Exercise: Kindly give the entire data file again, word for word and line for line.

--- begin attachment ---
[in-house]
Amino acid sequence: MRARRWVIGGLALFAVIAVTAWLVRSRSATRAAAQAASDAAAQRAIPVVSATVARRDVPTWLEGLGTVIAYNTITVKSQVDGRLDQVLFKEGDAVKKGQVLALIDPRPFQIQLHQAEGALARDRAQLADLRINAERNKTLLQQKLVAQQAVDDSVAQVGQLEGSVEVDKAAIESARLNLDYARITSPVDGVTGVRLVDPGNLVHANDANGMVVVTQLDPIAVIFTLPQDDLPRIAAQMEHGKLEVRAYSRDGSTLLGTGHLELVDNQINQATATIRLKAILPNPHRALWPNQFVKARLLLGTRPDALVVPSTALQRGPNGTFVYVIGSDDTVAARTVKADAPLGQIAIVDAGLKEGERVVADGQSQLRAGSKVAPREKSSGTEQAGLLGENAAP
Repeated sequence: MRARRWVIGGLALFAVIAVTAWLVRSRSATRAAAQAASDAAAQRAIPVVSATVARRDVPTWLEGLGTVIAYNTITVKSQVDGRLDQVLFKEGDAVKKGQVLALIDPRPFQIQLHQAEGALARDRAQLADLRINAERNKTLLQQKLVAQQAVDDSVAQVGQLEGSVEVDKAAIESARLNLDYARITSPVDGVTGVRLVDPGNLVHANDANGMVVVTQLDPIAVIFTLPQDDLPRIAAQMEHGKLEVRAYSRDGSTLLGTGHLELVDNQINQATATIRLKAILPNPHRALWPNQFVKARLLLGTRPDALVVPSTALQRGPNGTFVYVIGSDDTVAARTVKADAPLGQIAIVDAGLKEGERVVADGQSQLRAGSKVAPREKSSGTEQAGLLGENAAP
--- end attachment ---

[in-house]
Amino acid sequence: MRARRWVIGGLALFAVIAVTAWLVRSRSATRAAAQAASDAAAQRAIPVVSATVARRDVPTWLEGLGTVIAYNTITVKSQVDGRLDQVLFKEGDAVKKGQVLALIDPRPFQIQLHQAEGALARDRAQLADLRINAERNKTLLQQKLVAQQAVDDSVAQVGQLEGSVEVDKAAIESARLNLDYARITSPVDGVTGVRLVDPGNLVHANDANGMVVVTQLDPIAVIFTLPQDDLPRIAAQMEHGKLEVRAYSRDGSTLLGTGHLELVDNQINQATATIRLKAILPNPHRALWPNQFVKARLLLGTRPDALVVPSTALQRGPNGTFVYVIGSDDTVAARTVKADAPLGQIAIVDAGLKEGERVVADGQSQLRAGSKVAPREKSSGTEQAGLLGENAAP
Repeated sequence: MRARRWVIGGLALFAVIAVTAWLVRSRSATRAAAQAASDAAAQRAIPVVSATVARRDVPTWLEGLGTVIAYNTITVKSQVDGRLDQVLFKEGDAVKKGQVLALIDPRPFQIQLHQAEGALARDRAQLADLRINAERNKTLLQQKLVAQQAVDDSVAQVGQLEGSVEVDKAAIESARLNLDYARITSPVDGVTGVRLVDPGNLVHANDANGMVVVTQLDPIAVIFTLPQDDLPRIAAQMEHGKLEVRAYSRDGSTLLGTGHLELVDNQINQATATIRLKAILPNPHRALWPNQFVKARLLLGTRPDALVVPSTALQRGPNGTFVYVIGSDDTVAARTVKADAPLGQIAIVDAGLKEGERVVADGQSQLRAGSKVAPREKSSGTEQAGLLGENAAP